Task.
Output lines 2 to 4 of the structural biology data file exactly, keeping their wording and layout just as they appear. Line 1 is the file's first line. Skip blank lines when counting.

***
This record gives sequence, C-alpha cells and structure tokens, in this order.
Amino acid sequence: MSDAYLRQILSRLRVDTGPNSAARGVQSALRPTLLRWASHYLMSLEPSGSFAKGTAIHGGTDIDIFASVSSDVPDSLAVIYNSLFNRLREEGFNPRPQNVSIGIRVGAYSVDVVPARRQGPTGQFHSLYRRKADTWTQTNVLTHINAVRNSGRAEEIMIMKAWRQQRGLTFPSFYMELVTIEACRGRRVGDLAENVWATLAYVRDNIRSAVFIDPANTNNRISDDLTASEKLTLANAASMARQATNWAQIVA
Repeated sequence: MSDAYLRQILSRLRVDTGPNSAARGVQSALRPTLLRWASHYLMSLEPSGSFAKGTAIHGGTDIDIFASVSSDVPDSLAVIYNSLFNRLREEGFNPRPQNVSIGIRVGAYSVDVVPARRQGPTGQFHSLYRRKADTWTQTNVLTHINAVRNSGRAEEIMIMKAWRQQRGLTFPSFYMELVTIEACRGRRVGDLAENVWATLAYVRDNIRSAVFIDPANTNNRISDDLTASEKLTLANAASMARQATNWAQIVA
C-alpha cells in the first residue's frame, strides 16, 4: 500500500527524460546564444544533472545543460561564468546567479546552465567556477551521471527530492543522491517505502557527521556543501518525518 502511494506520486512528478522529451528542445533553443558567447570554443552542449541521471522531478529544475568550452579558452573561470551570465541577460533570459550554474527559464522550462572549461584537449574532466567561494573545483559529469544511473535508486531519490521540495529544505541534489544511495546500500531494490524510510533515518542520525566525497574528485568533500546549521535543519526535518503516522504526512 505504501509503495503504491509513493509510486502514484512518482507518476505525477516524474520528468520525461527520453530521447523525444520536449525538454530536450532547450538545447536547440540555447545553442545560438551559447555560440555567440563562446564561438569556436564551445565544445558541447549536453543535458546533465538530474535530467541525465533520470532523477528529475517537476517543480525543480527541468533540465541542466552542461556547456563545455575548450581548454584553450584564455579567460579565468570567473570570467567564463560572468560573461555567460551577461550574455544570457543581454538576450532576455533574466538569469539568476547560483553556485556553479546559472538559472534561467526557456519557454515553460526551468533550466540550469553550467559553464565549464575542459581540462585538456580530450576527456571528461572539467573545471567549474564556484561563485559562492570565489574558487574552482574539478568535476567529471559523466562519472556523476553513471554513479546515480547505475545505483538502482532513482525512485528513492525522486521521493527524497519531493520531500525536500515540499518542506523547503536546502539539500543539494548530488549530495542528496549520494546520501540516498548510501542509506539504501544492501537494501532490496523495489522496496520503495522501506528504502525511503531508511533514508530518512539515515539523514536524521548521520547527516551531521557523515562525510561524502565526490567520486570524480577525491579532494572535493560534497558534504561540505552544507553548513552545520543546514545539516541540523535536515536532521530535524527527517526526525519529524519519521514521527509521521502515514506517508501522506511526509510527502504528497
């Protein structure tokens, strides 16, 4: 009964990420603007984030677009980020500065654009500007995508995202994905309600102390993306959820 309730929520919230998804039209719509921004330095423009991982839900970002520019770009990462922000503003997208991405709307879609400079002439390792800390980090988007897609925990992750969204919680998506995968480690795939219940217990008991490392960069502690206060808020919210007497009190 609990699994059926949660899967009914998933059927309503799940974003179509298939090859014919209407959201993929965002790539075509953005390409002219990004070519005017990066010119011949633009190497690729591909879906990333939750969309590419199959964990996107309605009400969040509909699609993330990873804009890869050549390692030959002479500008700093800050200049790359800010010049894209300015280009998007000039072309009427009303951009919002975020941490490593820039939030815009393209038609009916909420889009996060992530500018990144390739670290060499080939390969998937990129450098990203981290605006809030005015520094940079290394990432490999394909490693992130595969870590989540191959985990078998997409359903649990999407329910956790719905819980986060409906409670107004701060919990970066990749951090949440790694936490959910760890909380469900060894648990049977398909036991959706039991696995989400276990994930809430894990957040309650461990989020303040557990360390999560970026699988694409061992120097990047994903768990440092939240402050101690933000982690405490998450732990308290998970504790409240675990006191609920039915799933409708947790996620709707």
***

Amino acid sequence: MSDAYLRQILSRLRVDTGPNSAARGVQSALRPTLLRWASHYLMSLEPSGSFAKGTAIHGGTDIDIFASVSSDVPDSLAVIYNSLFNRLREEGFNPRPQNVSIGIRVGAYSVDVVPARRQGPTGQFHSLYRRKADTWTQTNVLTHINAVRNSGRAEEIMIMKAWRQQRGLTFPSFYMELVTIEACRGRRVGDLAENVWATLAYVRDNIRSAVFIDPANTNNRISDDLTASEKLTLANAASMARQATNWAQIVA
Repeated sequence: MSDAYLRQILSRLRVDTGPNSAARGVQSALRPTLLRWASHYLMSLEPSGSFAKGTAIHGGTDIDIFASVSSDVPDSLAVIYNSLFNRLREEGFNPRPQNVSIGIRVGAYSVDVVPARRQGPTGQFHSLYRRKADTWTQTNVLTHINAVRNSGRAEEIMIMKAWRQQRGLTFPSFYMELVTIEACRGRRVGDLAENVWATLAYVRDNIRSAVFIDPANTNNRISDDLTASEKLTLANAASMARQATNWAQIVA
C-alpha cells in the first residue's frame, strides 16, 4: 500500500527524460546564444544533472545543460561564468546567479546552465567556477551521471527530492543522491517505502557527521556543501518525518 502511494506520486512528478522529451528542445533553443558567447570554443552542449541521471522531478529544475568550452579558452573561470551570465541577460533570459550554474527559464522550462572549461584537449574532466567561494573545483559529469544511473535508486531519490521540495529544505541534489544511495546500500531494490524510510533515518542520525566525497574528485568533500546549521535543519526535518503516522504526512 505504501509503495503504491509513493509510486502514484512518482507518476505525477516524474520528468520525461527520453530521447523525444520536449525538454530536450532547450538545447536547440540555447545553442545560438551559447555560440555567440563562446564561438569556436564551445565544445558541447549536453543535458546533465538530474535530467541525465533520470532523477528529475517537476517543480525543480527541468533540465541542466552542461556547456563545455575548450581548454584553450584564455579567460579565468570567473570570467567564463560572468560573461555567460551577461550574455544570457543581454538576450532576455533574466538569469539568476547560483553556485556553479546559472538559472534561467526557456519557454515553460526551468533550466540550469553550467559553464565549464575542459581540462585538456580530450576527456571528461572539467573545471567549474564556484561563485559562492570565489574558487574552482574539478568535476567529471559523466562519472556523476553513471554513479546515480547505475545505483538502482532513482525512485528513492525522486521521493527524497519531493520531500525536500515540499518542506523547503536546502539539500543539494548530488549530495542528496549520494546520501540516498548510501542509506539504501544492501537494501532490496523495489522496496520503495522501506528504502525511503531508511533514508530518512539515515539523514536524521548521520547527516551531521557523515562525510561524502565526490567520486570524480577525491579532494572535493560534497558534504561540505552544507553548513552545520543546514545539516541540523535536515536532521530535524527527517526526525519529524519519521514521527509521521502515514506517508501522506511526509510527502504528497